If you have Alexa, Amazon’s intelligent personal assistant, then you probably start your morning with a conversation with a chatbot. Because let’s admit it: chatbots are already everywhere. On the one hand, we love to hate them because they are, well, not human. On the other, we love to love them because they create an interactive and personalised experience. Brands have been quick to adopt this technology. Too many media companies lag behind experimenting in this field.
Adelyn Zhou is a founder and CMO of TOPBOTS, a platform specialising in connecting large enterprise companies and small businesses to bot and artificial intelligence (AI) service providers and vendors. TOPBOTS helps their clients implement an AI strategy and also lead interactive workshops to train personnel in this new hot field. Here she explains how publishers should be developing chatbot strategy.
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A chatbot is a computer program that you can talk to using your voice (like Siri or Alexa) or text (as in Facebook Messenger or on Slack). Chatbots and bots vary in their levels of sophistication. Some are powered by artificial intelligence mechanisms, while others are simple decision trees in the back end. They perform within the behavioural scenarios developed by engineers, and the smart ones learn from users’ answers. A bot is only as smart as the back library (data) from where it pulls its answers. For this reason, the coolest and smartest bots around are the general digital assistants such as Siri, Google Now, and Alexa.
Chatbots are arguably the first media technology that was not some form of replica of a product that previously existed in print or a digital format, but an entirely new tool built on a mobile platform. It compliments overall publishers’ strategies, and performs best on a mobile platform. Chatbots have in fact been around since the 1950s. The first one was Eliza created by the MIT. But the technology did not take off until recently for many reasons.
Zhou splits consumer-facing chatbots into three main categories, with a fourth one being efficiencies-driven:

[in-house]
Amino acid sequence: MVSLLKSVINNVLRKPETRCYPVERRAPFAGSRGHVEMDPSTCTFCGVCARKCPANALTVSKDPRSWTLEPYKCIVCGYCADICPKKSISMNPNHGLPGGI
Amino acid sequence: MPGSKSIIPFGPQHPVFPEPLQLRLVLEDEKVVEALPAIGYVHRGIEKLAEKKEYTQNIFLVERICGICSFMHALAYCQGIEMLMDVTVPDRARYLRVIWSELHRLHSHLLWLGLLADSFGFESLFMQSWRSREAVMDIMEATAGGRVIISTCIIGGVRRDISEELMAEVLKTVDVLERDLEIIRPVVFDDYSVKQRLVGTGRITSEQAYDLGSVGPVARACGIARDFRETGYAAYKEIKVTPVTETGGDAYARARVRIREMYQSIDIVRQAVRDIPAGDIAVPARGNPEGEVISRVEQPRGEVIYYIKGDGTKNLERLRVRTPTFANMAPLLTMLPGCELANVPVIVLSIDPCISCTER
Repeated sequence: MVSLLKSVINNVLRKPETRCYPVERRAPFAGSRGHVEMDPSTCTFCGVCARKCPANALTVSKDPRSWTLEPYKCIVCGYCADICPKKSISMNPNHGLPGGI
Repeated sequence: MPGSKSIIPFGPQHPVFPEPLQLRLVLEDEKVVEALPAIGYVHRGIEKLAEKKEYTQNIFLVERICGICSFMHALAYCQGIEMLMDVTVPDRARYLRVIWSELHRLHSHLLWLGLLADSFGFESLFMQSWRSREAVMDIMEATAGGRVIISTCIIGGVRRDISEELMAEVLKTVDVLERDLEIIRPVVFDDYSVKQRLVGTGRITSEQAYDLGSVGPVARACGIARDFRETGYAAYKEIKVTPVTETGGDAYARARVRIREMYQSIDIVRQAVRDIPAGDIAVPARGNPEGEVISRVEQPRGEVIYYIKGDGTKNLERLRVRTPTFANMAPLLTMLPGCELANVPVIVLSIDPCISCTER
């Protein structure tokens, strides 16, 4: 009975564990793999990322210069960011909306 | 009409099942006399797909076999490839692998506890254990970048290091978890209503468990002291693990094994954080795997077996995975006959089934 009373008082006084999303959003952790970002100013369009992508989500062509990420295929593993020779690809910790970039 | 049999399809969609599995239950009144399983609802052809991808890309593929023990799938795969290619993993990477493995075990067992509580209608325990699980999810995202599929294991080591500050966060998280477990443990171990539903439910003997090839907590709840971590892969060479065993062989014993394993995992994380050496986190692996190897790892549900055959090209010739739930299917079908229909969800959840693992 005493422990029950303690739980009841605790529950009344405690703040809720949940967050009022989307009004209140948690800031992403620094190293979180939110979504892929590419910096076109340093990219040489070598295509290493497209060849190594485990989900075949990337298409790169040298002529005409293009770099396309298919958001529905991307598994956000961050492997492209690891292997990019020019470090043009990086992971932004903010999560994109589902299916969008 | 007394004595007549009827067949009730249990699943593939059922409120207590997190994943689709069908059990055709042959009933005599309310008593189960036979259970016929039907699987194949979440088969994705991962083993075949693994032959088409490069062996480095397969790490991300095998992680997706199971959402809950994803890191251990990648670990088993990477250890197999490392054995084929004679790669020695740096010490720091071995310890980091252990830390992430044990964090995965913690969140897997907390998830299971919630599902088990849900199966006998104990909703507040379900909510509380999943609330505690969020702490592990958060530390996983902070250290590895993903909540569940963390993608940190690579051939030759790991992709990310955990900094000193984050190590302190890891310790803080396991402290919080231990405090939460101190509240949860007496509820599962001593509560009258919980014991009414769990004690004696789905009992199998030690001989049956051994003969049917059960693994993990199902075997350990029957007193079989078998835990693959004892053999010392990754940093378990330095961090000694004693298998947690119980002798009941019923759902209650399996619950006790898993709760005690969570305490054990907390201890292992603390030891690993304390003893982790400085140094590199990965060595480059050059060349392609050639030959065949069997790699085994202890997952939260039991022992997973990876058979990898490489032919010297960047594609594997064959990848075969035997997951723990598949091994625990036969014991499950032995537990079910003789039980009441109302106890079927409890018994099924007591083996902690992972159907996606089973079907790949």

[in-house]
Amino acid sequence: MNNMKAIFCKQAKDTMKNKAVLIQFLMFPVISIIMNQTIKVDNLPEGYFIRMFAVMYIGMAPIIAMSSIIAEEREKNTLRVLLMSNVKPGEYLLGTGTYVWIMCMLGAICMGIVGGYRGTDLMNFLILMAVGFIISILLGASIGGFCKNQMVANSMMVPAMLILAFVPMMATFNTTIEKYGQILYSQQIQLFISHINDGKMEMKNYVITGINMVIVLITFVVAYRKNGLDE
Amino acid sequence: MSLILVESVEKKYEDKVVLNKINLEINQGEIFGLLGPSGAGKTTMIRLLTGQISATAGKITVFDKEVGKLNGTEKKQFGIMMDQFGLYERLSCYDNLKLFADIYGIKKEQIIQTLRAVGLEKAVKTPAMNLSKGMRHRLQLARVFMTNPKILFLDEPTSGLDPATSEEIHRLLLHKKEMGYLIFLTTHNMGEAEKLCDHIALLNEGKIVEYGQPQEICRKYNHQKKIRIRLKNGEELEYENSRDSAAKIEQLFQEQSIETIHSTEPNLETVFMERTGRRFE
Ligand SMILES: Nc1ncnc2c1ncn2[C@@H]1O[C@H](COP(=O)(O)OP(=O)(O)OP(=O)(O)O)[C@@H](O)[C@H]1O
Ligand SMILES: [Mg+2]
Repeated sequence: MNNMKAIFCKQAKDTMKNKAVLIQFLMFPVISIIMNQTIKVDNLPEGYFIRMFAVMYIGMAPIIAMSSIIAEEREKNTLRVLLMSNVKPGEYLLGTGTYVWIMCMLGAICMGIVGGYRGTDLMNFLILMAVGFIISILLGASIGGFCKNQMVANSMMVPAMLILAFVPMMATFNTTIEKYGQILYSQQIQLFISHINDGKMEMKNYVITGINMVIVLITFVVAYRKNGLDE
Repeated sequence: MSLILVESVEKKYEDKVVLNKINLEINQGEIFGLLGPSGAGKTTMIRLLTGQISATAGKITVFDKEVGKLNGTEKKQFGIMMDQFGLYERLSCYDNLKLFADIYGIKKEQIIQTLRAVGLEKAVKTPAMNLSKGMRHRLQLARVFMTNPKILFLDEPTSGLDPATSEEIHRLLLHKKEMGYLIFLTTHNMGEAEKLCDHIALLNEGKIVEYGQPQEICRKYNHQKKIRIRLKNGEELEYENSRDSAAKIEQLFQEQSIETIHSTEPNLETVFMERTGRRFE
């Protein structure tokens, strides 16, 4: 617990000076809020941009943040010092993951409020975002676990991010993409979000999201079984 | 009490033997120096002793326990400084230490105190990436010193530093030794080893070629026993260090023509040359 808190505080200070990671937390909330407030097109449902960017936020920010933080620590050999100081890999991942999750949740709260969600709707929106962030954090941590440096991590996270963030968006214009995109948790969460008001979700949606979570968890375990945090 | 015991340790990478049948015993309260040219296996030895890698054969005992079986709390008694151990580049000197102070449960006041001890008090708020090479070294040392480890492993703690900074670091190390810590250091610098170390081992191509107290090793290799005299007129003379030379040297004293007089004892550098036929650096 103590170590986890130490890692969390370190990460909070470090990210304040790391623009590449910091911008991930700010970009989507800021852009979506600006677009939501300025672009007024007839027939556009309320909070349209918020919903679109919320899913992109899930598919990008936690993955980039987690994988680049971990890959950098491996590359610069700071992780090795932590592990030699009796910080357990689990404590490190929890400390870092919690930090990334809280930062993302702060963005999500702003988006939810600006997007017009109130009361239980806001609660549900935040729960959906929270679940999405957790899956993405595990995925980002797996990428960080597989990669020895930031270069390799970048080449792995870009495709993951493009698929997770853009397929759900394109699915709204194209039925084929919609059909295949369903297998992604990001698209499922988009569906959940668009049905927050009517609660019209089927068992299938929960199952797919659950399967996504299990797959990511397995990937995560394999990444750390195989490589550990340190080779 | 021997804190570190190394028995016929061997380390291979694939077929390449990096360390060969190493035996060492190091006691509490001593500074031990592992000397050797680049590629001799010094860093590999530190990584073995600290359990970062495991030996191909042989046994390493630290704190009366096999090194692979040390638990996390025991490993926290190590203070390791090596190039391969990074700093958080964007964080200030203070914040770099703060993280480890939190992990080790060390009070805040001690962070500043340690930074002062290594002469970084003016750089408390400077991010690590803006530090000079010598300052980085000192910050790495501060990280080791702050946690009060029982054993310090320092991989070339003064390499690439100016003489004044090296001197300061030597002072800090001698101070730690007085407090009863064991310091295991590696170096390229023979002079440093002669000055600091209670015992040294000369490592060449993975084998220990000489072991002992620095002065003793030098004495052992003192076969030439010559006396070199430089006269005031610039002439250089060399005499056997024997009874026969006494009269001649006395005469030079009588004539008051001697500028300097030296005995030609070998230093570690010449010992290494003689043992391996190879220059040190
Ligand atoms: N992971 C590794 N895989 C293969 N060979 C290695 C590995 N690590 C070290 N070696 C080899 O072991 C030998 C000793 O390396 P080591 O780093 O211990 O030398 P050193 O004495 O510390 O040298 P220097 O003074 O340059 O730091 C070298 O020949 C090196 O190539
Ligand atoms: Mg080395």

• Customer service:
o First, there is customer service bots. They are the ones that answer frequently asked questions, service questions, check order status, and connect you to the right specialist within the company.
o The second category is marketing bots. They are used to help promote a marketing message. For example, Sephora, a French chain of cosmetics stores, has a bot within Kik’s messaging platform that provides makeup tutorials and suggests products for purchase.
o The third category is bots that enhance a core functionality of a product. DuoLingo, a language-learning platform, has a language bot that you can use to practice a language you are studying within its app.
Then there is a large group of bots that helps companies be more efficient. A great example is The Washington Post’s news-writing bot Heliograf, which is not a chatbot but content - writing bot. “The Heliograf software identifies the relevant data, matches it with the corresponding phrases in the template, merges them, and then publishes different versions across different platforms. The system can also alert reporters via Slack of any anomalies it finds in the data—for instance, wider margins than predicted—so they can investigate“, - writes Wired.
Yes, they are. A chatbot is a new medium that is taking advantage of messaging apps. SMS allowed only 160 characters to be sent at a time, and businesses tried to use this tool to their benefit. Sometimes it worked (like BedBath&Beyond mobile coupons), sometimes it didn't (a story about a customer suing Papa John’s Pizza over unwanted texts). In contrast, consumers use messengers to talk to friends and family, to share videos and the latest news. Facebook Messenger alone has 900 million active users, and media goes where the audience is.
There are over 30,000 bots on Facebook Messenger, and Alexa just passed 10,000 skills. Just like in the mobile apps universe, independent software developers build chatbots, and some corporations are building them in-house. Quartz opened up Bot Studio after it got a US $240,000 grant from the Knight Foundation. Here you can take a look at the list of brands that are already using bots.
CNN has created a bot for Amazon Echo and Facebook Messenger in April 2016, and in November 2016 they reported 4.5 million active monthly users. Other major media sites with bots include The New York Times, Wall Street Journal, and NBC. Clearly, there are a lot of opportunities for media brands in this new space.
Zhou says that chatbots open up the doors to the new content distribution channels and new audience segments, especially to younger demographic who uses messaging platforms heavily. The space is not crowded yet, and your chatbot app will get a lot of attention from readers and industry professionals.